7.5/10
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113 user 84 critic

The Greatest Game Ever Played (2005)

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In the 1913 US Open, 20-year-old Francis Ouimet played against his idol, 1900 US Open champion, Englishman Harry Vardon.

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Writers:

(book), (screenplay)
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Popularity
3,288 ( 121)
3 nominations. See more awards »

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Cast

Cast overview, first billed only:
... Young Harry Vardon
Tom Rack ... Black Top Hatted Man
Armand Laroche ... Black Top Hatted Man
Peter Hurley ... Black Top Hatted Man
... Black Top Hatted Man
... Embry Wallis
... Young Francis Ouimet
... Alec Campbell
... Young Sarah Wallis
... Arthur Ouimet
Jamie Merling ... Young Louise Ouimet
Eugenio Esposito ... Young Raymond Ouimet
... Mary Ouimet
... Harry Vardon
... Bernard Darwin
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Storyline

Near the turn of the twentieth century, young Harry Vardon becomes a champion golfer but learns that his amazing skill is no match for the class boundaries that exclude him from "gentlemanly" English society. A dozen years later, a young American, Francis Ouimet, fights against the same prejudice, as well as his own father's disdain, for a chance to participate in the U.S. Open against his idol -- Harry Vardon. The struggles of both men for acceptance provides the background for an amazing contest of skills. Written by Jim Beaver <jumblejim@prodigy.net>

Plot Summary | Plot Synopsis


Motion Picture Rating (MPAA)

Rated PG for some brief mild language | See all certifications »

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Details

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Release Date:

30 September 2005 (USA)  »

Also Known As:

El juego que hizo historia  »

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Box Office

Budget:

$26,000,000 (estimated)

Opening Weekend USA:

$3,657,322, 2 October 2005, Wide Release

Gross USA:

$15,331,289, 27 November 2005
See more on IMDbPro »

Company Credits

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Technical Specs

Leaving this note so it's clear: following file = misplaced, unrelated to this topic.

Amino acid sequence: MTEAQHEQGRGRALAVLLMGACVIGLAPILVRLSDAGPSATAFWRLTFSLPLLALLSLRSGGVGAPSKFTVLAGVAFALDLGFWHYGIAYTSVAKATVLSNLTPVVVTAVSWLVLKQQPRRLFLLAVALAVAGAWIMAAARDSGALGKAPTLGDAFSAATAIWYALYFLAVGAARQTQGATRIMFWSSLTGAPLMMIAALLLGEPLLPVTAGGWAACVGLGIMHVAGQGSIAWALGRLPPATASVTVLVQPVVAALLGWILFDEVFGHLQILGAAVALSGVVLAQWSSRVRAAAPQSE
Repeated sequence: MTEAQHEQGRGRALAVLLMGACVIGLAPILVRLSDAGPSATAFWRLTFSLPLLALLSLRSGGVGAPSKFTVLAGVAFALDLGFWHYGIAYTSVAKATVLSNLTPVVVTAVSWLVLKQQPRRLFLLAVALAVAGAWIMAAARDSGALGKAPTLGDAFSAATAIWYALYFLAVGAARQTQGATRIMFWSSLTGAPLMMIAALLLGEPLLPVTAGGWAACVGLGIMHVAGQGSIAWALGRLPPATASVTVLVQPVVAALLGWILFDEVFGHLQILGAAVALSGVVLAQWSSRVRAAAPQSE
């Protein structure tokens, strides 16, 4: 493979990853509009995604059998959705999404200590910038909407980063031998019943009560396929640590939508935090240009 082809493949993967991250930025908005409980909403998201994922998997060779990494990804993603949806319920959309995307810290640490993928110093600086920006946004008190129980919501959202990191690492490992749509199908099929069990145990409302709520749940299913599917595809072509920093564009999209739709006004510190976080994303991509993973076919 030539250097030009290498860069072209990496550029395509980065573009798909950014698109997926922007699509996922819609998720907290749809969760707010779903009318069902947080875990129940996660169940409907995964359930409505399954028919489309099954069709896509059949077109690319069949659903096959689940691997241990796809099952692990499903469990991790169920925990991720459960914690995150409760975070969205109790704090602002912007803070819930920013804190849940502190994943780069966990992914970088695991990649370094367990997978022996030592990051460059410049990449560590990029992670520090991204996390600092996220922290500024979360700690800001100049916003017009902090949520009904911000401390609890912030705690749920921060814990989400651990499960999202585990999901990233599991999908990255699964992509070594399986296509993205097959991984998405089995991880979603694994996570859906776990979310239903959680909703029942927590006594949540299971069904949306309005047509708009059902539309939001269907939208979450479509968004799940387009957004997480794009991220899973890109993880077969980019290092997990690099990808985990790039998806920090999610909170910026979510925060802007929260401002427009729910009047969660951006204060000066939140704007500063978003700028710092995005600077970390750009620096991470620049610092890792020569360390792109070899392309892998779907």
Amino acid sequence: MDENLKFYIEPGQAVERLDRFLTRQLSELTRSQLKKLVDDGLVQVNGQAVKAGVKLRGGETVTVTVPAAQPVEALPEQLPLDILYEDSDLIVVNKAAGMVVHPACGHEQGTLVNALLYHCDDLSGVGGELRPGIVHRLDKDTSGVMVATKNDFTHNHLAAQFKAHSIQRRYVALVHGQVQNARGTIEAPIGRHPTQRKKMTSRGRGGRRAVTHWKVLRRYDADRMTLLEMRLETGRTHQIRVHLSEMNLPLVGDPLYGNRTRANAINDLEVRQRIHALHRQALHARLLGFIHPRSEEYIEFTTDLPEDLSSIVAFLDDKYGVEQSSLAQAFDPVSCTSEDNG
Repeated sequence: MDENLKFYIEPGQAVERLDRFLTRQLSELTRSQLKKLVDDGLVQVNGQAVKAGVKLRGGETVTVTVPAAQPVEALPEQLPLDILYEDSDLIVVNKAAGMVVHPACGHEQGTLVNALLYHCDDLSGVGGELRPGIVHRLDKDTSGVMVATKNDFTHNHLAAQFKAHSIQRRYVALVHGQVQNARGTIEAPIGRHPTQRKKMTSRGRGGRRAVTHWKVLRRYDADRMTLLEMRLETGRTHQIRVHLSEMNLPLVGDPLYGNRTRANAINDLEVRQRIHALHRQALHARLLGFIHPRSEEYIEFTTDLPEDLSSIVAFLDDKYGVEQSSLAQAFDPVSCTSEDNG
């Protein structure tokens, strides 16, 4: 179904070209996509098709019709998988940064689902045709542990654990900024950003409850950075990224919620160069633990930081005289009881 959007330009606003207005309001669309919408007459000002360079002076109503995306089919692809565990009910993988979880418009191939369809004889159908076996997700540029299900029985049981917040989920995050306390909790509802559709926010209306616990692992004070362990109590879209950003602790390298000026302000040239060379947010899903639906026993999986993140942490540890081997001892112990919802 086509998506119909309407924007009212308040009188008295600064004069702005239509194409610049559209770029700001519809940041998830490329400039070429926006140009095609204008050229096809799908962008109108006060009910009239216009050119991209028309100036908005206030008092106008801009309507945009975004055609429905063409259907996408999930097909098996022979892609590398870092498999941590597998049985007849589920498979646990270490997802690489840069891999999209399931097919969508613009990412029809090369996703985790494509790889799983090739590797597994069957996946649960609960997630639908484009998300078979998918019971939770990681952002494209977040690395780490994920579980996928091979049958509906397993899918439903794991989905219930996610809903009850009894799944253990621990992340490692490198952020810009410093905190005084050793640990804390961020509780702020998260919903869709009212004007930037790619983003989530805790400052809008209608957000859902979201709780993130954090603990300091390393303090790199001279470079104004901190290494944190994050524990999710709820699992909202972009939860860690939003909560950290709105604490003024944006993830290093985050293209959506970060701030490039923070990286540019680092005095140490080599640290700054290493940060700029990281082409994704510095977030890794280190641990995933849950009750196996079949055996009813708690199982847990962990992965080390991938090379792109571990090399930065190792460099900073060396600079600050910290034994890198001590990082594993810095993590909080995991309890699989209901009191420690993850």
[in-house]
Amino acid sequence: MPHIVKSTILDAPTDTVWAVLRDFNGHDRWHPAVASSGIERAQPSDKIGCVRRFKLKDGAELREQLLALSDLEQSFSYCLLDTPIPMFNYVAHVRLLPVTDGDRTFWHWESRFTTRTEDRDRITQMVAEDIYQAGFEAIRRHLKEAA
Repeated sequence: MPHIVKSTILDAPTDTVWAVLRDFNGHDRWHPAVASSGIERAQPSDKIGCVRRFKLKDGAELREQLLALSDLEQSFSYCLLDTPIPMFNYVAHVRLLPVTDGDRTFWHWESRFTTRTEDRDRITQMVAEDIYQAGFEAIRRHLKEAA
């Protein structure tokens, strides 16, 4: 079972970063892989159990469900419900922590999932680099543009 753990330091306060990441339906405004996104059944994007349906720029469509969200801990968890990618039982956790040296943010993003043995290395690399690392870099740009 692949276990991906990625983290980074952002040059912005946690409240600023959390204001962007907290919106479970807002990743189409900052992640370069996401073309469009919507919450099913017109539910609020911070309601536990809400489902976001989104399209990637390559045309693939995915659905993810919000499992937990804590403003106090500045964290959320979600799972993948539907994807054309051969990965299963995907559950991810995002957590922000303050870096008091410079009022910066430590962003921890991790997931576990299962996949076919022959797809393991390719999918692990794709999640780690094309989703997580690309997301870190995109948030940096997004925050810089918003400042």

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Aspect Ratio:

1.85 : 1
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Did You Know?

Trivia

The real Francis Ouimet and Eddie Lowery remained life long friends. When Ouimet died in 1967, Lowery was one of the pall-bearers. See more »

Goofs

Harry Vardon is credited with inventing the "Vardon" grip, which involves the fingers of the hands overlapping. During the golf scenes, Vardon and Ouimet were using the "interlocking" golf grip, the opposite of the "Vardon" grip. See more »

Quotes

Eddie Lowery: Read it, roll it, hole it.
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Connections

Referenced in The Tonight Show with Jay Leno: Episode #13.165 (2005) See more »

Soundtracks

The Band Played On
Written by John F. Palmer and Chas. B. Ward
Arranged by Marshall Bowen
Performed by Amick Byram
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User Reviews

 
Greatest game or not, this is a great movie
28 September 2005 | by See all my reviews

As you know "The Greatest Game Ever Played" is about golf. I used to snicker at the over-dramatic title, but through great visual display credited to director Bill Paxton (better known for his acting in Twister and hilarious supporting roles in Aliens and True Lies) we find out that this has much more meaning than a game.

Though the movie is about golf, it seems as though the sport is just the framework for what is really going on. What is really going on is a story of individuals being told they can't fulfill their dreams, be it age or social status. A conflict between a son's wishes and a father's demands. An English golf legend looking to bring the title home with the country breathing down his neck.

Shia LaBeouf (Even Stevens) plays Francis Ouimet, a caddy with a God-given talent who was never permitted to play golf in the first place. Despite the resentment of the upper class "gentlemen," it was undeniable that Francis had a gift. What posed a greater threat was the discouragement of his father played by Elias Koteas (Sugartime, Teenage Mutant Ninja Turtles) who felt that playing a mere game will never improve their poor living conditions. With the continued support of his mother, Francis eventually comes face to face with his idol, the golf legend Harry Vardon (Stephen Dillane).

More impressive than the game itself, was the movie's cinematic achievement. This proved that storytelling is successful through pure cinema. The entire movie could've been told without dialog. There are scenes in the movie that build strong suspense and powerful emotion with only pictures. In one particular scene, Francis Ouimet swings and the entire crowd turn their heads to watch the ball fly into the distance, all but the face of Harry Vardon looking intensely at Ouimet without a flinch. The ways in which the golfers visualize the course offer more aesthetic enjoyment.

A pleasant supporting cast completes the whole. Peyton List plays the love interest and looks worth playing for, and Josh Flitter plays a lovable caddy that keeps Ouimet focused as the pressure bogs him down. Golf fan or not, you'll appreciate the film for its beauty and its reminder that cinema can be a great medium to tell any story.


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